Eighteenth Century Agony Aunts, Part Two

We continue our look at the replies to questions by our eighteenth-century agony aunts, we hope you enjoy them. We have to confess, the first one caused much hilarity here at All Things Georgian, both in terms of the question and its response!

Be not over hasty to bury those who die from an apoplexy

Question: A friend of mine was watching her friend who was busy making cheese when he suddenly fell head first into the vat of curd with just his feet sticking out. Someone went to fetch help and managed to get him out. The doctor tried to bleed him, but to no avail, so he was put to bed to get warm, but nothing would revive him, so he was pronounced dead. When it came time to bury him, a knocking could be heard on the coffin. The coffin was opened, and he was alive. Could you tell me how he managed to stay so still as to be presumed dead?

Answer: This must have been a very strong apoplectic fit during which time spirits entered his body, chiefly into his heart, making it seem to have stopped. Our advice is not to be too hasty to bury someone, make sure they are in fact dead first.

The Dead Alive!
The Dead Alive! Lewis Walpole Library

A young woman will not bed with her husband

Question: We have been married for a while now and my wife promised she would never change once married, but now we are married she won’t sleep with me. Can she lawfully do this?

Answer: NO! she entered a contract with you in the presence of God,  ‘to obey, to serve, honour and keep you, in sickness and in health, forsaking all others, as long as you both shall live’, so she is in breach of that contract.

Scene in a Bedchamber; British School, c.1700
Scene in a Bedchamber; British School, c.1700; V&A

A gentleman of 500 pounds a year keeps me company

Question: I am a young woman with about 500 pounds in my account. A very charming young man of about the same wealth keeps me company, but he is adamant that he won’t marry. I love him very much but I’m not sure it is reciprocated. What should I do?

Answer: – Get rid of him, he’s not worth the trouble, look for someone worthy who will love you and marry you.

A beau desires to make himself acceptable to the ladies

Question: You give such wise advice that I simply had to write to you to ask what I need to do to create a good impression of myself amongst the Beau Monde. Please help me.

Answer: From the tone of your question it does sound as if you need some assistance. We would recommend that you are brisk in your repartee; let every action captivate the air, the flourish when taking snuff, the twirl of the wig will work wonders. Be witty, but not impertinent. Make sure that you are right on point when following the fashion of the day. Make sure you write your letters neatly and fold them nicely and ideally add a drop of scent to them. We hope these suggestions will be of assistance to your future happiness.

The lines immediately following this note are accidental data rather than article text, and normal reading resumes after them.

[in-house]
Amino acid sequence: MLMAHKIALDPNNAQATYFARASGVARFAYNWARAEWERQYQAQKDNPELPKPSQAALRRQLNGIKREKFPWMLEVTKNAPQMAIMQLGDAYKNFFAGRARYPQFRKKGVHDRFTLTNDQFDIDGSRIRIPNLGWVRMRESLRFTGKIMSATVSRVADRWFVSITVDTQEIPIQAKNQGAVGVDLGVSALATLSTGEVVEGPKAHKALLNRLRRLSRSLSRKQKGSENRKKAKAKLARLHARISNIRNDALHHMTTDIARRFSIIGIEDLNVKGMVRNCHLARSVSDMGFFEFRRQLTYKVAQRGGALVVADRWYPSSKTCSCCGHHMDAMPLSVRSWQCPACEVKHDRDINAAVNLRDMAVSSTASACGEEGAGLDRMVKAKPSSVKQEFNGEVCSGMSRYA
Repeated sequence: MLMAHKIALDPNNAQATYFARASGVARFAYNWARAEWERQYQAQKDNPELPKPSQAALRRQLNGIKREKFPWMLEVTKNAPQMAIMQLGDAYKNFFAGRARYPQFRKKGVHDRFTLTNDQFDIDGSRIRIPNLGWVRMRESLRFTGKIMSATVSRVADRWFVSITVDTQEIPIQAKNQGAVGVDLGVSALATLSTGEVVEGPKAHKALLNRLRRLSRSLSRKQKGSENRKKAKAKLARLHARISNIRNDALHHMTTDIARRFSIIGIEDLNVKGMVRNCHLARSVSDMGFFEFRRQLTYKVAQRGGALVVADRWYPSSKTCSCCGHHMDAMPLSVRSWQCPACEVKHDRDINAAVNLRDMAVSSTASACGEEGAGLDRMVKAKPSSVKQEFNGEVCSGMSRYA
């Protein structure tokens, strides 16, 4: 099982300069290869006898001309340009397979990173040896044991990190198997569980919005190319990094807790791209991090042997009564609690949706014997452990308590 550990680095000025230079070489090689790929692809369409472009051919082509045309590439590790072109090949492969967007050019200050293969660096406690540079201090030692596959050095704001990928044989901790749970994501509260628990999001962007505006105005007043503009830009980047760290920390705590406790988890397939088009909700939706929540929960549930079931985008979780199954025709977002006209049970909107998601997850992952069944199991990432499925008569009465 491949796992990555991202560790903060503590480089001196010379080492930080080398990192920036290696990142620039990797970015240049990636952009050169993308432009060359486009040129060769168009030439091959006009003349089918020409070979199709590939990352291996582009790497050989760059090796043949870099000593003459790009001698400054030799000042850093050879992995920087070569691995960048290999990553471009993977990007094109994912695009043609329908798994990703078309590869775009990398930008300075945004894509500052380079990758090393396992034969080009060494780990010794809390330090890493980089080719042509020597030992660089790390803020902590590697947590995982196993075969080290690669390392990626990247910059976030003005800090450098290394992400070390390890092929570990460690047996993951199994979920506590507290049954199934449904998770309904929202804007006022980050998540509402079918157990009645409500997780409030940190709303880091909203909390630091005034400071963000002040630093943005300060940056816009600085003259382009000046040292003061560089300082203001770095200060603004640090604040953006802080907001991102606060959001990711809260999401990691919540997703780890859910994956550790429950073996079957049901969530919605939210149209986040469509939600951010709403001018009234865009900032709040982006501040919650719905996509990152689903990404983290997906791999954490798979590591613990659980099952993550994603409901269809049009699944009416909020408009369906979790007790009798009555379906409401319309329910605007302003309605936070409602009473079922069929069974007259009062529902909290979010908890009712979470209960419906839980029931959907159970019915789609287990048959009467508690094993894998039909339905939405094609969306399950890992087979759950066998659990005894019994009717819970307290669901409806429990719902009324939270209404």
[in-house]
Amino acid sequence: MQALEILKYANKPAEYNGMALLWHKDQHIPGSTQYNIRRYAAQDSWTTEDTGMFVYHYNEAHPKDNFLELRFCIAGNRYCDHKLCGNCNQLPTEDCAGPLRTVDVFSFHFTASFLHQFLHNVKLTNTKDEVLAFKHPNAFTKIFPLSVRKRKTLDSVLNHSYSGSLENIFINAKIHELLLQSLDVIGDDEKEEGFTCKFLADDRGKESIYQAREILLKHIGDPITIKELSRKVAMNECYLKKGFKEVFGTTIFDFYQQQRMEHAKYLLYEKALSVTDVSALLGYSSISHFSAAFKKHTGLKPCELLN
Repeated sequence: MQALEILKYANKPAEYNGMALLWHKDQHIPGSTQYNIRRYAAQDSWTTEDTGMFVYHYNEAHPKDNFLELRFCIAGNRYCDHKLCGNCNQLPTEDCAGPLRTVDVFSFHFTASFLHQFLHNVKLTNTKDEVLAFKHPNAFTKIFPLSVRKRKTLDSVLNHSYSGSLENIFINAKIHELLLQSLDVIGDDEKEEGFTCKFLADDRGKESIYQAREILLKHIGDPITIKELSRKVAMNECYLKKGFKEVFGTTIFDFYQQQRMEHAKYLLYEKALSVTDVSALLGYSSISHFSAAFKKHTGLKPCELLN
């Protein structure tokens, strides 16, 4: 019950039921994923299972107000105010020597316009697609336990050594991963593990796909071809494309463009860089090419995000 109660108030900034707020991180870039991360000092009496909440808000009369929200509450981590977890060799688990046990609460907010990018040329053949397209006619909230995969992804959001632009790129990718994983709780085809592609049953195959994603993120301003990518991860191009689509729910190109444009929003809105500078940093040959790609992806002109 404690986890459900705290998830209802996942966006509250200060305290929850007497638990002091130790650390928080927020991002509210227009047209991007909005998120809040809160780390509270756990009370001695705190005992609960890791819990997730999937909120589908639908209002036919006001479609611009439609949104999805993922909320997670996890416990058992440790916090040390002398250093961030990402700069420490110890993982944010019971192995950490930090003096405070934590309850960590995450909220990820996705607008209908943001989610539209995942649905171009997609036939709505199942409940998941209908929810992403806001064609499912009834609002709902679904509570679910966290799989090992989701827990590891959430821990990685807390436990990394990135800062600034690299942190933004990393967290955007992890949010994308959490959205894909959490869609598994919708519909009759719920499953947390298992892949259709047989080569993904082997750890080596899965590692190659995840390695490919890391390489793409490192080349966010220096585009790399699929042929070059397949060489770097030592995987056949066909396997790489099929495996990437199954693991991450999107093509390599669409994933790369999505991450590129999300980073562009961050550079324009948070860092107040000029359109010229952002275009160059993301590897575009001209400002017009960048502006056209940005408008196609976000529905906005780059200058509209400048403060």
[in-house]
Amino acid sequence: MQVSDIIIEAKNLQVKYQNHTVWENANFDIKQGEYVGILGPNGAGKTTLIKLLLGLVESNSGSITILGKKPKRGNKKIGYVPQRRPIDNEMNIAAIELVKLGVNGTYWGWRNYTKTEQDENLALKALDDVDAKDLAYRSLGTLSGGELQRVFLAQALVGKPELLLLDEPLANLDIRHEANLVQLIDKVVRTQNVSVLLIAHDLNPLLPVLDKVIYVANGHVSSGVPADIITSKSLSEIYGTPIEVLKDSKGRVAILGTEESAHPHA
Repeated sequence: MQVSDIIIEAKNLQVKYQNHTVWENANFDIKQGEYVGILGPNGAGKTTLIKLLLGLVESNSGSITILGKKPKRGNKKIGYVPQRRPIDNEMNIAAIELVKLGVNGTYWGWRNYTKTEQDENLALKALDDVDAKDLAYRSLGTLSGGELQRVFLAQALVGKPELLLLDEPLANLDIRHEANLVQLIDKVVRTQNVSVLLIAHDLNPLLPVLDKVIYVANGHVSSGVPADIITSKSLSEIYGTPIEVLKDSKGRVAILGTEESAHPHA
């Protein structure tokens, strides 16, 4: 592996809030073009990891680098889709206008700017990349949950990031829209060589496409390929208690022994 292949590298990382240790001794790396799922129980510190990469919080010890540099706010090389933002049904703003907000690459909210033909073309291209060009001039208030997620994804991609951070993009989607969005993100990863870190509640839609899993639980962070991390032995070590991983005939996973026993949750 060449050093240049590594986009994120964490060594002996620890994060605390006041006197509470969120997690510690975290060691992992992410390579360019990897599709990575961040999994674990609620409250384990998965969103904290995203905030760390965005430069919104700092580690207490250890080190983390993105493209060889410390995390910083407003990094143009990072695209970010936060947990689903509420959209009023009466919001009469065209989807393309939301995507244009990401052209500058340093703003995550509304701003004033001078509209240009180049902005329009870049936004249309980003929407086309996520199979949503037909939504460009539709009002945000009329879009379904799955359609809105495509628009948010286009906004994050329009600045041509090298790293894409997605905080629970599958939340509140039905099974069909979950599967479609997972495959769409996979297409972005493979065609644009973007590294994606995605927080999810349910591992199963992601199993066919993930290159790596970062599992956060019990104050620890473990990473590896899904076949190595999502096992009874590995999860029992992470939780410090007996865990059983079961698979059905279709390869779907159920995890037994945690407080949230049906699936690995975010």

A young lady with 800 pounds pines for a husband

Question: I live in the country but do visit the town. I have 800 pounds, but I still can’t find myself a husband, why is that?

Answer: We see two issues with this –  firstly, you live in the country so unless you are able to spend more time in the town you will never meet a suitable husband as he will need time to get to know you. Secondly, 800 pounds really isn’t enough to catch a good husband, you need at least 1,000 pounds, so get saving.

In Fashion, Out of Fashion.
In Fashion, Out of Fashion. Lewis Walpole Library

Love more difficult to conceal than reveal

Question: There is a young lady that I am in love with, but I don’t think she even realizes it, she doesn’t know me, and I am not acquainted with anyone in her household. I am going abroad shortly, and I would like her to know before I depart. What should I do?

Answer: It is harder to conceal your feelings than to reveal them, so if she isn’t aware by now of your existence or your feelings by now then we feel that she isn’t worth your trouble.

Lovers in a Landscape by Pieter Jan Van Reysschoot, 1740
Lovers in a Landscape by Pieter Jan Van Reysschoot, 1740

 A wife desires to know if she should live with her husband

Question: My husband has been cheating on me and now has an illegitimate child with the other woman which he denies. He has also had other affairs and has acquired something worse. He says he is sorry and it won’t happen again, so should I forgive him? Your speedy answer is sincerely sought.

Answer:  We would recommend keeping him on a tight rein. If he truly reforms then maybe remain with him, if not, you need a ‘plan B’.

Husband discovered in act of kissing a maid . Courtesy of Lewis Walpole Library
Husband discovered in the act of kissing a maid. Courtesy of Lewis Walpole Library

An ugly old maid

Question: What is unhappier than an ugly old maid?

Answer: It is possible for a handsome young maid, to be unhappier than an ugly old one; for happiness consists in our own mind and not in the opinion of others. Therefore, an ugly old maid, who thinks she neither looks old or ugly is happier than a handsome young maid, who is not content with the beauty nature has given her and is continually trying to improve it.

An Old Maid on a Journey by James Gillray



7 thoughts on “Eighteenth Century Agony Aunts, Part Two

  1. Great stories, particularly the one about the premature burial, it reminded me the extraordinary tale by Edgar Alan Poe. The caricatures of James Gillray are terribly funny and cruel at the same time, can we have more of them? Regards

    Liked by 1 person

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